GenAI and the job market: a case for optimism

I resisted the temptation to have a GenAI summarize the ๐„๐œ๐จ๐ง๐จ๐ฆ๐ข๐œ ๐ˆ๐ฆ๐ฉ๐š๐œ๐ญ ๐จ๐Ÿ ๐†๐ž๐ง๐ž๐ซ๐š๐ญ๐ข๐ฏ๐ž ๐€๐ˆ report by Andrew McAfee (MIT). At around 20 pages long (excluding references), the report delivers on the titleโ€™s promise in less than one hour of reading. It explains how ๐†๐ž๐ง๐€๐ˆ ๐ข๐ฌ ๐š ๐ ๐ž๐ง๐ž๐ซ๐š๐ฅ-๐ฉ๐ฎ๐ซ๐ฉ๐จ๐ฌ๐ž ๐ญ๐ž๐œ๐ก๐ง๐จ๐ฅ๐จ๐ ๐ฒ that is rapidly improving, becoming pervasive, and spurring complementary innovations.

To some readers, the report may not deliver many new insights, but it does neatly structure many facts and arguments. For example, I enjoyed finding multiple sources of optimism regarding GenAIโ€™s impact on the labor market (granted, Mr. McAfee wrote this report in his capacity as a fellow at Google, but he doesnโ€™t shy away from describing potential harm as well).

Here are some of the ๐ฉ๐จ๐ฌ๐ข๐ญ๐ข๐ฏ๐ž๐ฌ ๐Ÿ๐จ๐ซ ๐ญ๐ก๐ž ๐ฅ๐š๐›๐จ๐ซ ๐ฆ๐š๐ซ๐ค๐ž๐ญ that offer some respite from gloomy unemployment scenarios:

  • We increasingly suffer from a ๐ฅ๐š๐›๐จ๐ซ ๐ฌ๐ก๐จ๐ซ๐ญ๐š๐ ๐ž, which can be expected to grow as baby boomers retire. Raising productivity by means of GenAI will offer some respite.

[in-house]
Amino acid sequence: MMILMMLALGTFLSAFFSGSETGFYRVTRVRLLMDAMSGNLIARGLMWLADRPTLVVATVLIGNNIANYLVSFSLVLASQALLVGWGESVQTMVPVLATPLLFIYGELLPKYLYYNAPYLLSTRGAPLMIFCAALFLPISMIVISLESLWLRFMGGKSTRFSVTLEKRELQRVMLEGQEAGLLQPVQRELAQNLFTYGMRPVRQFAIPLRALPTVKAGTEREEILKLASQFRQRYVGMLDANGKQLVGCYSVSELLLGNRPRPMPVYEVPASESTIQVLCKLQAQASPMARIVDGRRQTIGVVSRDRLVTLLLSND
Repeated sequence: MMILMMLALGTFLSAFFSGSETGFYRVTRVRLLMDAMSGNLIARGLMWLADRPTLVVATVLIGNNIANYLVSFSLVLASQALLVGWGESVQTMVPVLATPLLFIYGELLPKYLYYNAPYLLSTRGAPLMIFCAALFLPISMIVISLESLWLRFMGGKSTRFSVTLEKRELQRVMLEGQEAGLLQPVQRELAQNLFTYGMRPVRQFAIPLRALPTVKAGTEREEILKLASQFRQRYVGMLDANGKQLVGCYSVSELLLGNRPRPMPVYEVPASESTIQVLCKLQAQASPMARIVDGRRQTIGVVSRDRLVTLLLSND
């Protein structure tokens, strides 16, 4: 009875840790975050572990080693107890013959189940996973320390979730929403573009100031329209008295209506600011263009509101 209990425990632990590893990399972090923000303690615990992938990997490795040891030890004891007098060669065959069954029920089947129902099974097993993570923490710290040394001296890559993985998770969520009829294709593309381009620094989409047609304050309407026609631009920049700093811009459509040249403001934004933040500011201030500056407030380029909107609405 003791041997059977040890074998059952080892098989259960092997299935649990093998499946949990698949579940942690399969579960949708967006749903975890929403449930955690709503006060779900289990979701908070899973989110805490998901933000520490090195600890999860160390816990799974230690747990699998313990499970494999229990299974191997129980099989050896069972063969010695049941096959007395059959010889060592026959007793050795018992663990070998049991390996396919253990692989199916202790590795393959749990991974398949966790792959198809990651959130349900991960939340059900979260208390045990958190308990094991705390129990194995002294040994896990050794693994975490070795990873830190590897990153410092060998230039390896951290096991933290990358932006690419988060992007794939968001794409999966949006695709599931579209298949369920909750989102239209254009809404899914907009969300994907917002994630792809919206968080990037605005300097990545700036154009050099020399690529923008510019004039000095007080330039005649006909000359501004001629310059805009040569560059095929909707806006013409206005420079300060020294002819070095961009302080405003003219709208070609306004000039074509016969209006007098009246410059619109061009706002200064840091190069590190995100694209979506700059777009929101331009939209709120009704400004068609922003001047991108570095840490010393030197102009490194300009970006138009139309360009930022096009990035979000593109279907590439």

• As with all general-purpose technology, GenAI can create ๐ง๐ž๐ฐ ๐ฃ๐จ๐›๐ฌ. This is not just limited to prompt engineers. Economic growth and complementary innovations drive this job creation.
  • This time, ๐ก๐ข๐ ๐ก๐ž๐ซ-๐ฉ๐š๐ฒ๐ข๐ง๐  ๐ฃ๐จ๐›๐ฌ ๐š๐ซ๐ž ๐ฆ๐จ๐ซ๐ž ๐š๐ญ ๐ซ๐ข๐ฌ๐ค of being replaced. People in these jobs generally have more resources to reskill and adapt.
  • GenAI grants people without a college education, as well as less experienced people at the start of their careers, ๐ž๐š๐ฌ๐ข๐ž๐ซ ๐š๐œ๐œ๐ž๐ฌ๐ฌ ๐ญ๐จ ๐ค๐ง๐จ๐ฐ๐ฅ๐ž๐๐ ๐ž and enables them to ๐š๐œ๐ช๐ฎ๐ข๐ซ๐ž ๐ง๐ž๐ฐ ๐ฌ๐ค๐ข๐ฅ๐ฅ๐ฌ ๐Ÿ๐š๐ฌ๐ญ๐ž๐ซ. Together with the previous argument, ๐ข๐ง๐œ๐จ๐ฆ๐ž ๐ข๐ง๐ž๐ช๐ฎ๐š๐ฅ๐ข๐ญ๐ฒ ๐œ๐จ๐ฎ๐ฅ๐ ๐ง๐š๐ซ๐ซ๐จ๐ฐ, which seems to be already happening (of course, more factors are at play here).

These are a few of the arguments that, in my view, warrant cautious optimism. Nevertheless, disruption will happen. Individuals will have to reskill, businesses will have to ways to adopt and integrate GenAI, and society at large will have to work hard to smooth the transition.


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